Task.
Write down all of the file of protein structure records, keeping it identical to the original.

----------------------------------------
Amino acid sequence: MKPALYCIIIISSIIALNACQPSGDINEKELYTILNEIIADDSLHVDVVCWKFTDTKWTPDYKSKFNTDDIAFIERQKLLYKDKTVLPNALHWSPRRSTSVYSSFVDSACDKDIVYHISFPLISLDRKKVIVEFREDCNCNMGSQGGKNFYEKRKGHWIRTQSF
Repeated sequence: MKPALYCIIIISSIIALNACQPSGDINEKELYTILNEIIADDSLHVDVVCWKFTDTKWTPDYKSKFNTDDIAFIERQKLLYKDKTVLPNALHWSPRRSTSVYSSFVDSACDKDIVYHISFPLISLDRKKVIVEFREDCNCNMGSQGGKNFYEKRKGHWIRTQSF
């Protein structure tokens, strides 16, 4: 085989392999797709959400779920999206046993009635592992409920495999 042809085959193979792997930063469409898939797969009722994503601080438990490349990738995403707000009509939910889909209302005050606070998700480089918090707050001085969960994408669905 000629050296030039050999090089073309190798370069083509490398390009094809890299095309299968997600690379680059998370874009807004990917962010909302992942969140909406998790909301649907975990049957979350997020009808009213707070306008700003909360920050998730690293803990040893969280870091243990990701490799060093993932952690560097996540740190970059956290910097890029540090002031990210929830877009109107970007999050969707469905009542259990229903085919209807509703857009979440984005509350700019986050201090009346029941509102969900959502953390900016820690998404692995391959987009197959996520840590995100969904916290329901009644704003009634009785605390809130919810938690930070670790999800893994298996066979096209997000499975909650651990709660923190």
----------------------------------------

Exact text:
Amino acid sequence: MKPALYCIIIISSIIALNACQPSGDINEKELYTILNEIIADDSLHVDVVCWKFTDTKWTPDYKSKFNTDDIAFIERQKLLYKDKTVLPNALHWSPRRSTSVYSSFVDSACDKDIVYHISFPLISLDRKKVIVEFREDCNCNMGSQGGKNFYEKRKGHWIRTQSF
Repeated sequence: MKPALYCIIIISSIIALNACQPSGDINEKELYTILNEIIADDSLHVDVVCWKFTDTKWTPDYKSKFNTDDIAFIERQKLLYKDKTVLPNALHWSPRRSTSVYSSFVDSACDKDIVYHISFPLISLDRKKVIVEFREDCNCNMGSQGGKNFYEKRKGHWIRTQSF
């Protein structure tokens, strides 16, 4: 085989392999797709959400779920999206046993009635592992409920495999 042809085959193979792997930063469409898939797969009722994503601080438990490349990738995403707000009509939910889909209302005050606070998700480089918090707050001085969960994408669905 000629050296030039050999090089073309190798370069083509490398390009094809890299095309299968997600690379680059998370874009807004990917962010909302992942969140909406998790909301649907975990049957979350997020009808009213707070306008700003909360920050998730690293803990040893969280870091243990990701490799060093993932952690560097996540740190970059956290910097890029540090002031990210929830877009109107970007999050969707469905009542259990229903085919209807509703857009979440984005509350700019986050201090009346029941509102969900959502953390900016820690998404692995391959987009197959996520840590995100969904916290329901009644704003009634009785605390809130919810938690930070670790999800893994298996066979096209997000499975909650651990709660923190």